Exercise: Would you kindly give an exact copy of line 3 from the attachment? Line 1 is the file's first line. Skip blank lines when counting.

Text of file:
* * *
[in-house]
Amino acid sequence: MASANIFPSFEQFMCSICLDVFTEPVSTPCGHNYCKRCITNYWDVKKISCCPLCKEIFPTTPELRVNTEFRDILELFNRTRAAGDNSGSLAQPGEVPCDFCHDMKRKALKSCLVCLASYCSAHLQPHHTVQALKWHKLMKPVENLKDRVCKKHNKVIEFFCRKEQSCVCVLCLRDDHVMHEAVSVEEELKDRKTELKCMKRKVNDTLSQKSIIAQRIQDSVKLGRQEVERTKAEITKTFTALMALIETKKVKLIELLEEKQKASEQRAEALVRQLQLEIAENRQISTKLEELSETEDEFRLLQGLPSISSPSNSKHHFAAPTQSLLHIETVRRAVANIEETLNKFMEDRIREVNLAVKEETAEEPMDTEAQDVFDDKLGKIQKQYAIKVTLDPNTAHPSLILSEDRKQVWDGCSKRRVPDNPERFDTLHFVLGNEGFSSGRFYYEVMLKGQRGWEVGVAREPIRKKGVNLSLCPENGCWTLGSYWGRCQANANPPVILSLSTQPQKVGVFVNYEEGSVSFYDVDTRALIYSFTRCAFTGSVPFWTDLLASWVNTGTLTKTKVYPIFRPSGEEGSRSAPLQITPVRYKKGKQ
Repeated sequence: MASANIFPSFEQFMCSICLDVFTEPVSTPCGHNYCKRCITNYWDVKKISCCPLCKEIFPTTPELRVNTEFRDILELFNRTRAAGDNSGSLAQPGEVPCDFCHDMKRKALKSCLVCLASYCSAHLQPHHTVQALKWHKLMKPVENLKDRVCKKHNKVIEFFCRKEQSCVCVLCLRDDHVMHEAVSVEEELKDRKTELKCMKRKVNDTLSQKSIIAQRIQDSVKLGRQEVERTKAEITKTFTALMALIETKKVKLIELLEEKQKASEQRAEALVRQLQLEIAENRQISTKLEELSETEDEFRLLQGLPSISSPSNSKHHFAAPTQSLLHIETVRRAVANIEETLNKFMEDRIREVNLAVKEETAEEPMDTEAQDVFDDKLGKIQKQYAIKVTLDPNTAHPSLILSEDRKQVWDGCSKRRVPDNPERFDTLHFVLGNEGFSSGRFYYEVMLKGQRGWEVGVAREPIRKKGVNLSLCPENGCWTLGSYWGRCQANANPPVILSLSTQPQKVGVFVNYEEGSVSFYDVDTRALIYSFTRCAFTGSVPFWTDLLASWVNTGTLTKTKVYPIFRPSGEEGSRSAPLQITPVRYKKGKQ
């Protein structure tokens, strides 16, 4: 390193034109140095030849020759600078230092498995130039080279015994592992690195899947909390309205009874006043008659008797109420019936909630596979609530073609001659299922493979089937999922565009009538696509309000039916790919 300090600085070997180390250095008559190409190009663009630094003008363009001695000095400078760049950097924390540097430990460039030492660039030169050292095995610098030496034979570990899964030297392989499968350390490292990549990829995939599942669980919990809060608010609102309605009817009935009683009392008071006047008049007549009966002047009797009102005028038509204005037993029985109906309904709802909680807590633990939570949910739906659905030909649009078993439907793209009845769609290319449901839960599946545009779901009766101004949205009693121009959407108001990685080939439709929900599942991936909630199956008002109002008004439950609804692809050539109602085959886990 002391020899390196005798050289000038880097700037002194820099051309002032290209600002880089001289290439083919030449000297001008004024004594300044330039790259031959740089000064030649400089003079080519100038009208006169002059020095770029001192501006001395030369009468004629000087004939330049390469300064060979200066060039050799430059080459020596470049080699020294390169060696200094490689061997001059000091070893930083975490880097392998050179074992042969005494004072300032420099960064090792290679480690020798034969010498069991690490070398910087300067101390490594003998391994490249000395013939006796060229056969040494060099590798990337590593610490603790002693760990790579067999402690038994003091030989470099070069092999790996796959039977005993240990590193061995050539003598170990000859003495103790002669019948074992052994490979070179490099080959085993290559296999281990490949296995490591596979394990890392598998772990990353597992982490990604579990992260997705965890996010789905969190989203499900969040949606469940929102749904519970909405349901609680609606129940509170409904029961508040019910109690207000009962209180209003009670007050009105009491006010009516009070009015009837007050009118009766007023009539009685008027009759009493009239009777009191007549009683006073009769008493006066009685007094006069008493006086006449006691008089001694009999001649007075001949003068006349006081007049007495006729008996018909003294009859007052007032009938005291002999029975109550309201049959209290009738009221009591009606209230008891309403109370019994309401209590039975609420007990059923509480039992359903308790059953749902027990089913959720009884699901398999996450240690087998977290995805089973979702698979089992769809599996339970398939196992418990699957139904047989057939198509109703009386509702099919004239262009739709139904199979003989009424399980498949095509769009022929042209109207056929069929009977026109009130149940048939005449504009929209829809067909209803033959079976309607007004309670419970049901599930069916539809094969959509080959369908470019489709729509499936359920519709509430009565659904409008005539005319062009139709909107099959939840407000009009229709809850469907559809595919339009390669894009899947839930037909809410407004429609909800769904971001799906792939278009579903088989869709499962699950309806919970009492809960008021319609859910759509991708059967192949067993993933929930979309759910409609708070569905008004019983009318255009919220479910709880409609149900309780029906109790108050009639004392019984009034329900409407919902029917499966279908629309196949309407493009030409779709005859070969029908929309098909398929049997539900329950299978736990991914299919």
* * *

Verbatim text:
Repeated sequence: MASANIFPSFEQFMCSICLDVFTEPVSTPCGHNYCKRCITNYWDVKKISCCPLCKEIFPTTPELRVNTEFRDILELFNRTRAAGDNSGSLAQPGEVPCDFCHDMKRKALKSCLVCLASYCSAHLQPHHTVQALKWHKLMKPVENLKDRVCKKHNKVIEFFCRKEQSCVCVLCLRDDHVMHEAVSVEEELKDRKTELKCMKRKVNDTLSQKSIIAQRIQDSVKLGRQEVERTKAEITKTFTALMALIETKKVKLIELLEEKQKASEQRAEALVRQLQLEIAENRQISTKLEELSETEDEFRLLQGLPSISSPSNSKHHFAAPTQSLLHIETVRRAVANIEETLNKFMEDRIREVNLAVKEETAEEPMDTEAQDVFDDKLGKIQKQYAIKVTLDPNTAHPSLILSEDRKQVWDGCSKRRVPDNPERFDTLHFVLGNEGFSSGRFYYEVMLKGQRGWEVGVAREPIRKKGVNLSLCPENGCWTLGSYWGRCQANANPPVILSLSTQPQKVGVFVNYEEGSVSFYDVDTRALIYSFTRCAFTGSVPFWTDLLASWVNTGTLTKTKVYPIFRPSGEEGSRSAPLQITPVRYKKGKQ